Using the experimental autoimmune encephalomyelitis (EAE) model, the effect of Symadex was evaluated during both the acute and chronic phases of EAE in the mouse models. A partial, concentration-dependant decrease in clinical signs was observed in the acute prevention experiment, and chronic treatment resulted in a dose-dependent reduction of clinical scores. Plasma titers in a combined treatment group versus disease controls showed significant changes with a trend towards restoring baseline levels of biomarkers found in naive controls. Symadex has previously shown therapeutic benefit in both the acute and chronic stages of the guinea pig EAE model as well as a similar effect on innate cell biomarkers.

"This study adds to the growing body of work supporting the ability of Symadex to potentially prevent and reverse chronic disease in animal models of multiple sclerosis," said Dr. Karlik. "The evidence that Symadex targets innate immune cell function in the treatment of MS is encouraging and is a foundation for the Company's continued work on Symadex in autoimmune models."

About Symadex(TM)

Symadex (formerly C-1311) is the lead compound in clinical development from a new series of agents, the imidazoacridinones, which have shown in vitro to be potent and selective FLT3 receptor tyrosine kinase inhibitors. Xanthus is exploring the use of Symadex and follow-on compounds for the treatment of a number of autoimmune diseases, such as multiple sclerosis and inflammatory bowel disease. Early preclinical data has shown encouraging signs of activity in models of autoimmune disease. Given the compound's safety profile and oral availability, Xanthus believes Symadex represents an exciting drug opportunity.

About Xanthus Pharmaceuticals, Inc.

Xanthus Pharmaceuticals, Inc. is developing a portfolio of novel, clinical-stage, small-molecule therapeutic candidates through a management team whose accomplished track record encompasses all aspects of drug development, from discovery through regulatory approval and commercialization. The Company is applying its expertise to advance its current pipeline to address significant unmet medical need in oncology and autoimmune diseases.

Xanthus is headquartered in Cambridge, Massachusetts with an additional facility in Montreal, Quebec. More information is available at www.xanthus.com .

This press release contains forward-looking statements concerning Xanthus that involve a number of risks and uncertainties. For this purpose, any statements contained herein that are not statements of historical fact may be deemed to be forward-looking statements. Without limiting the foregoing, the words, "believes," "anticipates," "plans," "expects," "estimates," "intends," "should," "could," "will," "may," and similar expressions are intended to identify forward-looking statements. There are a number of important factors that could cause Xanthus' actual results to differ materially from those indicated by such forward-looking statements, including risks as to whether results obtained in early clinical studies or in preclinical studies such as the studies referred to above will be indicative of results obtained in future clinical trials or warrant additional trials; whether products based on Xanthus' technology will advance through the clinical trial process and receive approval from the United States Food and Drug Administration or equivalent foreign regulatory agencies; whether the company will have the cash resources to develop and commercialize its products; and whether the patent and patent applications owned or licensed by Xanthus will protect the Company's technology and prevent others from infringing it. Xanthus disclaims any intention or obligation to update any forward-looking statements.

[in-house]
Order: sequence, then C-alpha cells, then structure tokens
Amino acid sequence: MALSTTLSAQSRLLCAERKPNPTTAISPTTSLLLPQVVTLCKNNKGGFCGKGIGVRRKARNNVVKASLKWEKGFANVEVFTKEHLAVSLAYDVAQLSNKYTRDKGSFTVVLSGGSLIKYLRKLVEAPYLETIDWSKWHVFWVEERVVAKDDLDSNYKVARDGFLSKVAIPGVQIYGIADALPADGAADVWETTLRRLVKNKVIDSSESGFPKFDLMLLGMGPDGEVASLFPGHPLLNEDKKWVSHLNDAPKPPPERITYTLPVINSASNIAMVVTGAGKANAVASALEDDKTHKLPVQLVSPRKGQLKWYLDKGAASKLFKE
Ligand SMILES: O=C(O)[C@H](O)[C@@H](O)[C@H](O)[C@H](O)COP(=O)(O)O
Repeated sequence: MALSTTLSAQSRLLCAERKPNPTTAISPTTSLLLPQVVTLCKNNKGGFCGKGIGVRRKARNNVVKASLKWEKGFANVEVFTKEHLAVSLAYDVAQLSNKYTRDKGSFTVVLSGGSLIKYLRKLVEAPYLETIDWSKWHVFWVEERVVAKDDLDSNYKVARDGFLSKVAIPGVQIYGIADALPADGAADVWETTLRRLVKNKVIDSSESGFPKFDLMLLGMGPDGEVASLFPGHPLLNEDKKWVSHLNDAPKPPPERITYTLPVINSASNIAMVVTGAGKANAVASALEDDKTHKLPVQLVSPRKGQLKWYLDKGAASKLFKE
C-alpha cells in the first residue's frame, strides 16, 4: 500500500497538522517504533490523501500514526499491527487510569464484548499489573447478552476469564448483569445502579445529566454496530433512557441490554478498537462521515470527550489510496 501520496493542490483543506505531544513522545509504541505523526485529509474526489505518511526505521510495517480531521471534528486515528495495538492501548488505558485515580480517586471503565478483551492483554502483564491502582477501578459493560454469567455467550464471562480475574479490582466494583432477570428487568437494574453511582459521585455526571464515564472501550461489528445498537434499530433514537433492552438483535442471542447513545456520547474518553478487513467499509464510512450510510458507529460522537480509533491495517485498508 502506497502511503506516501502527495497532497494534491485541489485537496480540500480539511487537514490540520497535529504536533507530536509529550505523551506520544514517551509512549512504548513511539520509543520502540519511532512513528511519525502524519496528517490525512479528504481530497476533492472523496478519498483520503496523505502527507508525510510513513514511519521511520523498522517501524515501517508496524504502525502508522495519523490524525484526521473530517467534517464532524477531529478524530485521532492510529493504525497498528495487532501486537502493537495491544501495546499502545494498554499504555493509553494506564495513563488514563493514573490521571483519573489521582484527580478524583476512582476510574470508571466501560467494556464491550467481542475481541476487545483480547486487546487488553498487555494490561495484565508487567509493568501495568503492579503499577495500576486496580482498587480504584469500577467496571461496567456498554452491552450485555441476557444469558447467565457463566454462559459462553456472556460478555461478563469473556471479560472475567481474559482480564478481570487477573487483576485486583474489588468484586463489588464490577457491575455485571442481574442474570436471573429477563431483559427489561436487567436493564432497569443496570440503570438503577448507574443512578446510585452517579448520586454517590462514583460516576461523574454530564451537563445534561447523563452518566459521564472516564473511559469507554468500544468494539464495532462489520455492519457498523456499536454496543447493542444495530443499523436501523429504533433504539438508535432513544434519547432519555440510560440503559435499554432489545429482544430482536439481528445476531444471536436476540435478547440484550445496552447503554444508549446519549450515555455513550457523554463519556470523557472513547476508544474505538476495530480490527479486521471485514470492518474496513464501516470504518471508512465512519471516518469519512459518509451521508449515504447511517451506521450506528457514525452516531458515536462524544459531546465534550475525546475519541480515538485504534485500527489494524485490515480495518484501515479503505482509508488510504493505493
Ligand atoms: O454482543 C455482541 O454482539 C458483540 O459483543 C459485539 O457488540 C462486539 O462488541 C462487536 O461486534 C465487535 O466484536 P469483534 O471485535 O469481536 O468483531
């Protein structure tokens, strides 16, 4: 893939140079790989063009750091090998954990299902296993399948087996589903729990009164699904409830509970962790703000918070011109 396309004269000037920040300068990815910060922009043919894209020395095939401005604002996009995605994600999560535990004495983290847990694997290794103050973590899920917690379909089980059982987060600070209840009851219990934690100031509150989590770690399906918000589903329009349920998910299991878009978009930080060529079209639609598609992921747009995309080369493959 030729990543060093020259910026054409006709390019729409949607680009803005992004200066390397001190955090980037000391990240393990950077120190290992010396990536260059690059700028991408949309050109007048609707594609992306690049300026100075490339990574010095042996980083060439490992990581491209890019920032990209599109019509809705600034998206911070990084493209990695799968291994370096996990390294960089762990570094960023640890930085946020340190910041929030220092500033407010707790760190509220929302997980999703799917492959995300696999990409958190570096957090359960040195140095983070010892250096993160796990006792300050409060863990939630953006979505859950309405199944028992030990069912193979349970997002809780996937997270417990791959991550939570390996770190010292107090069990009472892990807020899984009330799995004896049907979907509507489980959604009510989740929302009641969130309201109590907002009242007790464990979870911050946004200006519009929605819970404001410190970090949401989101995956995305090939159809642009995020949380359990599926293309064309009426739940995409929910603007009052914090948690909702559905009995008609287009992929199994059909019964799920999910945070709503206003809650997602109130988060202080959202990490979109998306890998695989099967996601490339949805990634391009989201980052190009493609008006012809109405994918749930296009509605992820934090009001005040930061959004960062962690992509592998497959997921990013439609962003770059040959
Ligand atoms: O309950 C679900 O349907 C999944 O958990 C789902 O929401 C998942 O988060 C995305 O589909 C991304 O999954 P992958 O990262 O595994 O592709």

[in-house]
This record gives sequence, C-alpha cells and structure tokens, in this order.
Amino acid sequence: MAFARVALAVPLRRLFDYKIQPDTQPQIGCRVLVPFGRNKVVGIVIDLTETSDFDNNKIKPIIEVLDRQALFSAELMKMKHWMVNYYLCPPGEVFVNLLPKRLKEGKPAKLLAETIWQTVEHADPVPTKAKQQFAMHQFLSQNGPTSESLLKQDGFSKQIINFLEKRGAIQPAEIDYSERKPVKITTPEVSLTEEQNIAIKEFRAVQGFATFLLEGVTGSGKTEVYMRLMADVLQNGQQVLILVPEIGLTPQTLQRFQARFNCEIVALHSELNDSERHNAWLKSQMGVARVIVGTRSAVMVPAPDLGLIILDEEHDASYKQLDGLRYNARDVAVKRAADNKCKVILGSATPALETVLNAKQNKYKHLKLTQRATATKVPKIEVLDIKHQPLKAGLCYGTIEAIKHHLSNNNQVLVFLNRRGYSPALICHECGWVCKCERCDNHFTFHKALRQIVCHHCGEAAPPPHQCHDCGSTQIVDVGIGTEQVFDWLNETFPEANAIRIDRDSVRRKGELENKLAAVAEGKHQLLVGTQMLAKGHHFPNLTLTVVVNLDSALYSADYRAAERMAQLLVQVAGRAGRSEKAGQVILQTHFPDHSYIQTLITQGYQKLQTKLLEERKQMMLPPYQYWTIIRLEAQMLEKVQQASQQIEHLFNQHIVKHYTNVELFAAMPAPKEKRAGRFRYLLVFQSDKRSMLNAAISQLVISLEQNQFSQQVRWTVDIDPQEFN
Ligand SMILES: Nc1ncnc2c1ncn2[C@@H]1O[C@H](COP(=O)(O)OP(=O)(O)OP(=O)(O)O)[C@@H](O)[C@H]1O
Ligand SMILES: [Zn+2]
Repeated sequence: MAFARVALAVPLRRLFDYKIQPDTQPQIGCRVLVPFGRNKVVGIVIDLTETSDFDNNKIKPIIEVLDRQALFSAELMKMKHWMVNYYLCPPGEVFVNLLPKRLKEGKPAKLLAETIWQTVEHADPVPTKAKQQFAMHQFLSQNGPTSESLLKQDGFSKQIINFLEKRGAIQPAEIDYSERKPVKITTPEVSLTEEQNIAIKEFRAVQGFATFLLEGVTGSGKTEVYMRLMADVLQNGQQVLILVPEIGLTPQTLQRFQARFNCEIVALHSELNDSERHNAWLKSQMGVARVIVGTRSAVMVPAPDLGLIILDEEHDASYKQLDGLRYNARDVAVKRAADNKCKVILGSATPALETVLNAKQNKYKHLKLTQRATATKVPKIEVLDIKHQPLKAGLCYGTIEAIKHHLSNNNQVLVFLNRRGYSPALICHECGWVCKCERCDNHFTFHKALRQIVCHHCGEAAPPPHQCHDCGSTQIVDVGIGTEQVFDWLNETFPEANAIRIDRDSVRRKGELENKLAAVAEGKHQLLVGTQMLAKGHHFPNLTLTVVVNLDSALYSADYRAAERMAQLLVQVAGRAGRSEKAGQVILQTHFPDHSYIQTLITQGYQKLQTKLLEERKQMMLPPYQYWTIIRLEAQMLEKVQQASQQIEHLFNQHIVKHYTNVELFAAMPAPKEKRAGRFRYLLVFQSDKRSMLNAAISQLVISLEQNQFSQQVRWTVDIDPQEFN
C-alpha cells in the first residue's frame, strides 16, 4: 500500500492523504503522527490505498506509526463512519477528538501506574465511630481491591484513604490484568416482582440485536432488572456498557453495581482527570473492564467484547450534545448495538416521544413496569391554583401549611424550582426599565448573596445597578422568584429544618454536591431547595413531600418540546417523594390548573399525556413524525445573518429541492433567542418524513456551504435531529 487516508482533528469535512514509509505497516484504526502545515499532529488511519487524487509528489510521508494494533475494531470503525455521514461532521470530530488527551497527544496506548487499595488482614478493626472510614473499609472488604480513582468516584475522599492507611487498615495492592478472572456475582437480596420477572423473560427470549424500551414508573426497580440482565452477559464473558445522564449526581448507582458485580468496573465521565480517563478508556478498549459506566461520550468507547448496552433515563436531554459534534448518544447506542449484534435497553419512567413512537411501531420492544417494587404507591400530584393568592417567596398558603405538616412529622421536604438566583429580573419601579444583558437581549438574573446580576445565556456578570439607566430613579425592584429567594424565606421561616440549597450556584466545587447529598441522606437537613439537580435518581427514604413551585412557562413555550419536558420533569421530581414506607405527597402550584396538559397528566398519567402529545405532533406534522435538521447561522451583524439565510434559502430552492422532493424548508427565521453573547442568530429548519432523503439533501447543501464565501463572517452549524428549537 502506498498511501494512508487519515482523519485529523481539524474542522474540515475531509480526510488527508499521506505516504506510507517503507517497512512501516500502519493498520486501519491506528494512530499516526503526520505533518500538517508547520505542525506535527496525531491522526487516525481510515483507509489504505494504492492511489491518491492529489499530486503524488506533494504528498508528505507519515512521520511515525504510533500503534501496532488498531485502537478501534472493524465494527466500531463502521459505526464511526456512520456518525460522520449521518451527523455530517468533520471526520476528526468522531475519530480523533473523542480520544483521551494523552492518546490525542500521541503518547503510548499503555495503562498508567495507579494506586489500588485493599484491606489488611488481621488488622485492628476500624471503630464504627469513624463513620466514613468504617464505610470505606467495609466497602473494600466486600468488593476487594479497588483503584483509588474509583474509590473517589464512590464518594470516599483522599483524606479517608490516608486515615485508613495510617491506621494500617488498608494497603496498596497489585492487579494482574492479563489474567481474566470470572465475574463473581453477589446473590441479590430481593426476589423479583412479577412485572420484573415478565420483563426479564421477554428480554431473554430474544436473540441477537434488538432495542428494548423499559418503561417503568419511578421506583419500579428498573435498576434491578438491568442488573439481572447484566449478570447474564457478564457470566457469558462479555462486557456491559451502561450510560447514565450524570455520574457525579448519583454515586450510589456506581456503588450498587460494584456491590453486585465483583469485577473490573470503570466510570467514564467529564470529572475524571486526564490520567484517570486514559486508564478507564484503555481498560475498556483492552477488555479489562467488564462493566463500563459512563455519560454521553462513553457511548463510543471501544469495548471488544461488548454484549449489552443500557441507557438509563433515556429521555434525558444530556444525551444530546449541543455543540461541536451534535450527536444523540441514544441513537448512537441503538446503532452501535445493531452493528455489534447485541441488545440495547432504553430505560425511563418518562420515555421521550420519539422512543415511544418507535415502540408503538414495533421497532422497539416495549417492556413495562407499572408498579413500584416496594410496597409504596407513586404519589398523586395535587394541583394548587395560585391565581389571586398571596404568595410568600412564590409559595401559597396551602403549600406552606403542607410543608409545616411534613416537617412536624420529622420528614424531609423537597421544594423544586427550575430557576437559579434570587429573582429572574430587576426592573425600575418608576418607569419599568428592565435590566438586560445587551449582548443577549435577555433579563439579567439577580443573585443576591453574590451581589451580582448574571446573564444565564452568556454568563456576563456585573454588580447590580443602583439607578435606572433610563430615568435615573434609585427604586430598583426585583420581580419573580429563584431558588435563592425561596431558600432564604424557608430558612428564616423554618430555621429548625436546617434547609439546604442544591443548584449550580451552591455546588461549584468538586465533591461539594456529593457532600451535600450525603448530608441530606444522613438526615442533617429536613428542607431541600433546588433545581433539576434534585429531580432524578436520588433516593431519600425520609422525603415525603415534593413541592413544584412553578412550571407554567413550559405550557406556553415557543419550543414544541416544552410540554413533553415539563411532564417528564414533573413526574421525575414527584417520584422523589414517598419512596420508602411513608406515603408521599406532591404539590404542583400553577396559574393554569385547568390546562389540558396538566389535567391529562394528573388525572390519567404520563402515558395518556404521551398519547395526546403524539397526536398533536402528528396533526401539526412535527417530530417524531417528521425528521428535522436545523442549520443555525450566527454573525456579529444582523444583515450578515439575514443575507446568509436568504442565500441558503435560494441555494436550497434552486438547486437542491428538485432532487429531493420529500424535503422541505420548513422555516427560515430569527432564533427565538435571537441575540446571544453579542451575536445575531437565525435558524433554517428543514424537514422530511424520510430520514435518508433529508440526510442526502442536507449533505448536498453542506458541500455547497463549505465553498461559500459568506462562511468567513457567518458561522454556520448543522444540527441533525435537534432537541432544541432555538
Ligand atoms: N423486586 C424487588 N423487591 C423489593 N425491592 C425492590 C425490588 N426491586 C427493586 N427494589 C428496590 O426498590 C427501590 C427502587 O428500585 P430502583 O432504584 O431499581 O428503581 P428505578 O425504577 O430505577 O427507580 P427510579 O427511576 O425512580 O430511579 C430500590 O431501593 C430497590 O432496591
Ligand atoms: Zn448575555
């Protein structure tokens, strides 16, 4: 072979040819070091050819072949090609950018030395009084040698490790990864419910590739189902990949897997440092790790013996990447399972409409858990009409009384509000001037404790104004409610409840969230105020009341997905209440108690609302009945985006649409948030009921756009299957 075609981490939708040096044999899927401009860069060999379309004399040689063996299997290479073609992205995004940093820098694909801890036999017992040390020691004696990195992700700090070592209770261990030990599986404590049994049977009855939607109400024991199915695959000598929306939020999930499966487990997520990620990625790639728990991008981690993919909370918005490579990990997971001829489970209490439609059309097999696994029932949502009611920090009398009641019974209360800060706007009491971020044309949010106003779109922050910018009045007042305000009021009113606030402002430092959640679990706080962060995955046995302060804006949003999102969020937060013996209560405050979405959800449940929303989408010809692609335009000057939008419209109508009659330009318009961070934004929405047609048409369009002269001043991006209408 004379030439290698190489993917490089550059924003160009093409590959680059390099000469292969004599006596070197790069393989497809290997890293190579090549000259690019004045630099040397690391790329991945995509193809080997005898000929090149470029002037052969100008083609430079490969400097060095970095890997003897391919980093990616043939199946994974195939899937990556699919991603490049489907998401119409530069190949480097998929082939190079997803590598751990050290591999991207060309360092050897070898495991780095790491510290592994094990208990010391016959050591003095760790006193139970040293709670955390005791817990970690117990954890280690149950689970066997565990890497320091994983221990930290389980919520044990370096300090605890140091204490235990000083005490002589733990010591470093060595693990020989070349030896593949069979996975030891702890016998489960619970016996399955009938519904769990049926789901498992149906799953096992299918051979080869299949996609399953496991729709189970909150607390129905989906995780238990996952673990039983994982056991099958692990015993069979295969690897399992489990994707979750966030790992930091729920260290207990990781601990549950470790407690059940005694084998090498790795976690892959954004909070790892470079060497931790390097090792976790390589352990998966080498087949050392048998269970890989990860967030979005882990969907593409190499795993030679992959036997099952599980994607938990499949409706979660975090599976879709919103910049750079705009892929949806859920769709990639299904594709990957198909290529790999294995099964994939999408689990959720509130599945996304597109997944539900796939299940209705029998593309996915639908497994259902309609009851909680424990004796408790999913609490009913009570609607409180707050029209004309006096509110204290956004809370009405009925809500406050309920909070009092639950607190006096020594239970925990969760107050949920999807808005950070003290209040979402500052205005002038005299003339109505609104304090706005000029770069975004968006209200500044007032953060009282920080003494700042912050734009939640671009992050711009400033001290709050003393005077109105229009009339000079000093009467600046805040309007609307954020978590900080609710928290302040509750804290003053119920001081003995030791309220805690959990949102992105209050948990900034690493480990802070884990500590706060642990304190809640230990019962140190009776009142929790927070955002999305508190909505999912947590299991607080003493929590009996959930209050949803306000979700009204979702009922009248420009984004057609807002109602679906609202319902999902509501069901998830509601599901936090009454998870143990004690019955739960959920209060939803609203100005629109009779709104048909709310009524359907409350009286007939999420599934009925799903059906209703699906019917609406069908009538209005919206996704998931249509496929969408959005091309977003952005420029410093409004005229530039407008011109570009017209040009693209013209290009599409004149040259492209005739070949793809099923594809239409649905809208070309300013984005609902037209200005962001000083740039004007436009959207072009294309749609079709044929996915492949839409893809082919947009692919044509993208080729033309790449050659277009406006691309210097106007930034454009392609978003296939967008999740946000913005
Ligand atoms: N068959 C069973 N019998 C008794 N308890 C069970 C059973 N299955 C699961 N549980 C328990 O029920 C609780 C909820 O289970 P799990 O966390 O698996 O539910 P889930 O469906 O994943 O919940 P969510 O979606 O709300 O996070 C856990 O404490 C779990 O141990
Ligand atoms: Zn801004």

MacDougall Biomedical Communications, Inc. Kari Watson, 781-235-3060 kwatson@macbiocom.com or Xanthus Pharmaceuticals, Inc. Lisa Terry, 617-225-0522, x 105 lisa.terry@xanthus.com

Tuesday, April 15, 2008

First oral drug could benefit many with the autoimmune disease, -Multiple Sclerosis

Info provided by Eddie Abboud in Miami

Pill Reduces Relapses in MS Patients

First oral drug could benefit many with the autoimmune disease, researchers say

By Steven Reinberg, HealthDay Reporter